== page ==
In January 2022, an online advertisement teased a photograph of “Gold Rush” cast member Parker Schnabel, hinting that he or another cast member admitted that the show is fake. This was perhaps what led some Google users to search for if “Gold Rush” is real.
We soon found that the ad was misleading.
The TV show debuted on the Discovery Channel in 2010 under the initial title, “Gold Rush: Alaska.” For readers unfamiliar with what “Gold Rush” is about, the official website provided the following synopsis:
Follow the lives of ambitious miners as they head north in pursuit of gold. With new miners, new claims, new machines, and new ways to pull gold out of the ground, the stakes are higher than ever. But will big risks lead to an even bigger payout?
“Gold Rush” was in its 12th season at the time when the ad showed up with Schnabel’s photograph and the claim that the cast purportedly admitted that the show was fake.
The ad with Schnabel’s picture read: “[Pics] The Cast Finally Admit That the Show Is Fake.”
After clicking the ad, we were led to a lengthy slideshow article with the headline: “40 Popular Reality Shows That Are Far From Real.”
However, nowhere in the lengthy article did it mention Schnabel or “Gold Rush.” It was nothing but misleading clickbait.
While the ad and its resulting article were both misleading, we did locate a potentially relevant interview with one person who was once a part of the “Gold Rush” cast.
According to IMDb, former “Gold Rush” cast member Jimmy Dorsey only appeared in six episodes near the beginning of the show’s run, back in 2010 and 2011. (It’s unclear if this episode count on IMDb was accurate.)
In 2016, at least two online articles cherry-picked parts of an answer from an old interview with Dorsey. For example, one headline read, “‘Gold Rush’ Is Fake, According To Former Cast Member.” Another article said that the show’s “fakery” was “exposed.”
Oregon Gold: Was the show scripted?
Jimmy Dorsey: Sure. Every formatted documentary is scripted. It is scripted from the beginning. They knew exactly what they wanted to see out of the program. Even me leaving was scripted, but in the way in which it happened was not. The plans were made, but the footsteps were ours. They actually direct you into these situations. It became very real. That is why I actually got my ribs broke. There was a fight… not even a fight… I was assaulted by Greg. He broke my ribs. That was very real, but it was also in the script for episode four which ended up being episode six, that I would end up leaving the show. They kind of push you towards, making these things happen. They would tell me to say, “We’ve got to get gold in seventy hours,” so I say, “We’ve got to get gold in seventy-two hours.” Then they would say, “What are you going to do if you don’t get gold in seventy-two hours?” And I am like, “I don’t know you just told me to say seventy hours.” Then they said, “What are you going to do if you don’t get gold?” They push you towards saying I was going to leave if we did not find gold. It was never my intention to leave. My plan was staying the entire summer and seeing it out.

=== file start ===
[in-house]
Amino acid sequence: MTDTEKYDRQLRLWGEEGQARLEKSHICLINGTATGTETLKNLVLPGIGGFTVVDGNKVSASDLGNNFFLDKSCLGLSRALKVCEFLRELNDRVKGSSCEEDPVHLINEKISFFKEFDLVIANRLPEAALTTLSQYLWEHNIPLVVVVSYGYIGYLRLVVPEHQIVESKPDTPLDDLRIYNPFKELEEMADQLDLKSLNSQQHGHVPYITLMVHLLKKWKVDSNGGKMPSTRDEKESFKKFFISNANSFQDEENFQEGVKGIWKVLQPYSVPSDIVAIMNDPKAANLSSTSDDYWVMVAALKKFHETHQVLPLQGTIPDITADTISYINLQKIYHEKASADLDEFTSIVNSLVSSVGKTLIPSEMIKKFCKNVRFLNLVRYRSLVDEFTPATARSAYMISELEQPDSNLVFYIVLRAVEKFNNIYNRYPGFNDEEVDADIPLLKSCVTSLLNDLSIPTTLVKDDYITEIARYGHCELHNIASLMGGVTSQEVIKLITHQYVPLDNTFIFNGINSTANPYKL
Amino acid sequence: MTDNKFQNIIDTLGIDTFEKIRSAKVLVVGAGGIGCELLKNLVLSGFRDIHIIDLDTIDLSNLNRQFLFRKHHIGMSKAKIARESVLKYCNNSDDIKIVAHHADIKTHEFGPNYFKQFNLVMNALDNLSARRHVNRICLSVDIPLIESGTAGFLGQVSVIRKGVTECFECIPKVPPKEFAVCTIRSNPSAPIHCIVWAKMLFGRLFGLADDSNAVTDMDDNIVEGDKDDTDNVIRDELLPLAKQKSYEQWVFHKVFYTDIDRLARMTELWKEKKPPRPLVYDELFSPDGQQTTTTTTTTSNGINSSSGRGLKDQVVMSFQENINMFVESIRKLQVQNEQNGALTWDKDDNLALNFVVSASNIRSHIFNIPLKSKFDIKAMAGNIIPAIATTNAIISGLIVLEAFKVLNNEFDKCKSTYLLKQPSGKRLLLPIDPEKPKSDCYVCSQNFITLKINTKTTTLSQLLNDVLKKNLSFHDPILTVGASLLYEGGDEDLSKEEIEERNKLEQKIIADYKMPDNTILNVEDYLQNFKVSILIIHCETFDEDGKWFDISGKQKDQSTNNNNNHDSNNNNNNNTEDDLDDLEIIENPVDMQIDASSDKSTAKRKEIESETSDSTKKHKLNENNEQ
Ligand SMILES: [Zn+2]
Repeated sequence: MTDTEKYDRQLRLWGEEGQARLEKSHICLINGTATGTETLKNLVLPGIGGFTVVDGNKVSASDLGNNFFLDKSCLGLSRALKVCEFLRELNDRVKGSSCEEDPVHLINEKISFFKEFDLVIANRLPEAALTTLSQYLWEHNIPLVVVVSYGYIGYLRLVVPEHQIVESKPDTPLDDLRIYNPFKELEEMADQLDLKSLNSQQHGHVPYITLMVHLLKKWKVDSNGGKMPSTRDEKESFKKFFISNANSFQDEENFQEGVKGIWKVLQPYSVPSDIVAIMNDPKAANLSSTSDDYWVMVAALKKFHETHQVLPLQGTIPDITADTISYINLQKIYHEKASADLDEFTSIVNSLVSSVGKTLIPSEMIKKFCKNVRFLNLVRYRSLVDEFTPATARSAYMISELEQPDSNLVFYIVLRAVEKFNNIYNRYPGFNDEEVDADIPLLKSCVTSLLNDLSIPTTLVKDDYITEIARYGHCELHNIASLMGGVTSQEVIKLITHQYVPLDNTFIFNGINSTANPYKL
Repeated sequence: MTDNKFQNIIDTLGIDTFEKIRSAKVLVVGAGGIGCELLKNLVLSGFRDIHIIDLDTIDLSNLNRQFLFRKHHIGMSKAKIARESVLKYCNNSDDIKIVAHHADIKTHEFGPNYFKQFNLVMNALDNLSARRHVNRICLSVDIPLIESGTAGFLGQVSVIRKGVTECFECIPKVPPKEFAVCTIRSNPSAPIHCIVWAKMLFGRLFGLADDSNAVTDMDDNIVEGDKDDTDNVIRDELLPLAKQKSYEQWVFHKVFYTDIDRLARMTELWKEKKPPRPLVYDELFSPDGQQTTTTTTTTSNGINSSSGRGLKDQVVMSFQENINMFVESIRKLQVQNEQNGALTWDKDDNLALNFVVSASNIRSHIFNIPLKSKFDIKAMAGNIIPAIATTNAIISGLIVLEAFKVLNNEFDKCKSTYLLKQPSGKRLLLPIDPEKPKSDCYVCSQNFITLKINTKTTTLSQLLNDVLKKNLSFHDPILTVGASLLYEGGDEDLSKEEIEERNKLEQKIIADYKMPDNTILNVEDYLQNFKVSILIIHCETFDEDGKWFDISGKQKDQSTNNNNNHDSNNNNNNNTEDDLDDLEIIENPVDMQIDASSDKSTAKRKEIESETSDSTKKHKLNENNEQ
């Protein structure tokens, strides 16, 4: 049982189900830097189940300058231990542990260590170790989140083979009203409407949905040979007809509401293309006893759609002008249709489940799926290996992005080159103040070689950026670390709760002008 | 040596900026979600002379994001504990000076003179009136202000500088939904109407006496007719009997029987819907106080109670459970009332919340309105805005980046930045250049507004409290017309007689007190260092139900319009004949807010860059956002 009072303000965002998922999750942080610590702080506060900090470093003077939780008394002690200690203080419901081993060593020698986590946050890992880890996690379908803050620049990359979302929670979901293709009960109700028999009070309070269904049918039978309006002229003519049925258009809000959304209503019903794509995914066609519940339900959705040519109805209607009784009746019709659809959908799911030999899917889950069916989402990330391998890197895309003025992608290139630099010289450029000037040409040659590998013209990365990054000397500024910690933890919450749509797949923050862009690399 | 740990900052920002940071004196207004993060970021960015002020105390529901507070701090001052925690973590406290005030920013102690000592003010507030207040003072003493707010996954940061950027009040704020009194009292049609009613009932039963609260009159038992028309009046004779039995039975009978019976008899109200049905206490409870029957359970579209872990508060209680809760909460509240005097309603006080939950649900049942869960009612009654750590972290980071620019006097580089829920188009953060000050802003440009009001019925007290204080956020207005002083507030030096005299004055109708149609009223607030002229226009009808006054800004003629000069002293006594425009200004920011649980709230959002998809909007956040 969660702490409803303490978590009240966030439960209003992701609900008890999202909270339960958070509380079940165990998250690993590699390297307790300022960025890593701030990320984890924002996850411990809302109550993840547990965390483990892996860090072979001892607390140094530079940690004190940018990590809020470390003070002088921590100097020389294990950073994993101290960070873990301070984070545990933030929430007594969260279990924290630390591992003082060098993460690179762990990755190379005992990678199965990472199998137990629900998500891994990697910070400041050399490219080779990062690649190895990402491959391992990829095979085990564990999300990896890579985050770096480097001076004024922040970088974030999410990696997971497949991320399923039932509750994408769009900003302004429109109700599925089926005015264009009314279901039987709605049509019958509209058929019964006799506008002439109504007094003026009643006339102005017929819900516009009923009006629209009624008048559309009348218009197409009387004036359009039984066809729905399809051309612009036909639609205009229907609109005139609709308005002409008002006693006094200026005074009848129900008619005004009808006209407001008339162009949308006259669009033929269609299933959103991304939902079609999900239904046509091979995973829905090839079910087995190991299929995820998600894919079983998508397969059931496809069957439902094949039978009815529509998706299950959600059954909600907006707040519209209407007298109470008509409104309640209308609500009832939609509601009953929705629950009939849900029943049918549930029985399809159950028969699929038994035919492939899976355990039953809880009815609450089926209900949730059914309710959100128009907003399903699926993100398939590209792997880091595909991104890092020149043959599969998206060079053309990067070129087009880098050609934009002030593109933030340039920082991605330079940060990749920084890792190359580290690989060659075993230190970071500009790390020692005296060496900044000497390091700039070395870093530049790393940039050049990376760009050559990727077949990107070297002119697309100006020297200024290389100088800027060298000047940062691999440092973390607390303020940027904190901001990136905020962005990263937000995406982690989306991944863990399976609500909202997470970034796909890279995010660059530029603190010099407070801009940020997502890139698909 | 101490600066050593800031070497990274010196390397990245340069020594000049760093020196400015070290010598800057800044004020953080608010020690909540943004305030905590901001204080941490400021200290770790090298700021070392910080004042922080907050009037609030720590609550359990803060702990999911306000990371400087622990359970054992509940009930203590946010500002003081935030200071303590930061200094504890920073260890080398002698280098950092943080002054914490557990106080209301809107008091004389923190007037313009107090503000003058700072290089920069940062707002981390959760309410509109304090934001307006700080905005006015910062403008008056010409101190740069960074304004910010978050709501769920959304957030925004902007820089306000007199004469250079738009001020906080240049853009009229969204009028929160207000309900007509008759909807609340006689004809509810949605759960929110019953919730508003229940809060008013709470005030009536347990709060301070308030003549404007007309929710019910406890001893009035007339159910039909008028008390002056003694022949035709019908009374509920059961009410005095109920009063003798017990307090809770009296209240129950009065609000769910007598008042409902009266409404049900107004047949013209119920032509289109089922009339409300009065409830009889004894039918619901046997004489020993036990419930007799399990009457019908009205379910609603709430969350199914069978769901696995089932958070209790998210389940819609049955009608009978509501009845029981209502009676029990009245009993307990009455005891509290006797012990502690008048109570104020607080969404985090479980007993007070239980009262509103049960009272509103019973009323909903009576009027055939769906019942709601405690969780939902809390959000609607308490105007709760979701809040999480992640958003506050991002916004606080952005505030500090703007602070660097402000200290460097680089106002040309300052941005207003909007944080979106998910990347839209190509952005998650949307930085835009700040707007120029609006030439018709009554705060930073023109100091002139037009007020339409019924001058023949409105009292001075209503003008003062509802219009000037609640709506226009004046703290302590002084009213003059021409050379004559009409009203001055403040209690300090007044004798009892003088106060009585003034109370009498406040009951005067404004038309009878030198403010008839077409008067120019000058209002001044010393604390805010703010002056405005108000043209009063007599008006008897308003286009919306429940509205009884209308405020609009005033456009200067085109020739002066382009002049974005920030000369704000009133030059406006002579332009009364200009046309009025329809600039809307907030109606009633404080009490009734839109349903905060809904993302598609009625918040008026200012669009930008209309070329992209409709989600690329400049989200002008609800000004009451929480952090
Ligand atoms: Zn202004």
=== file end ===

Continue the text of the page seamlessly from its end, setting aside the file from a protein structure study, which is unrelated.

While Dorsey did claim that his departure from the show was planned and that various aspects of the episodes were scripted, nowhere in his answer did he say that Discovery’s “Gold Rush” series is fake.
Perhaps most important to the show’s draw was the question of whether the discoveries made while mining for gold were real. Dorsey said nothing about the mining aspect of the show being fake. Instead, he did the opposite by answering several questions that appeared to shed light on just how real the mining process purportedly is on “Gold Rush.”
Further, the two aforementioned articles that had sensationalized headlines appeared to cherry-pick from Dorsey’s answer. Both stories omitted the portion where he mentioned he was physically assaulted on the set. Dorsey said that it ended with his ribs being broken. The stories also omitted that the show’s crew allowed the cast to choose the “footsteps” for how various aspects of the episodes played out.
As for Schnabel, who was pictured in the misleading ad, we were unable to find where he ever said that “Gold Rush” was fake. For all of these reasons, we have rated the claim as “Mostly False.”
Snopes debunks a wide range of content, and online advertisements are no exception. Misleading ads often lead to obscure websites that host lengthy slideshow articles with lots of pages. It’s called advertising “arbitrage.” The advertiser’s goal is to make more money on ads displayed on the slideshow’s pages than it cost to show the initial ad that lured them to it. Feel free to submit ads to us, and be sure to include a screenshot of the ad and the link to where the ad leads.
Sources:Gold Rush. Discovery Channel, https://www.discovery.com/shows/gold-rush.“Gold Rush: Alaska | Jimmy Dorsey Interview.” Oregon Gold, 2011, http://www.oregongold.net/gold-rush-alaska-jimmy-dorsey-interview/.“Jimmy Dorsey.” IMDb, http://www.imdb.com/name/nm4960208/.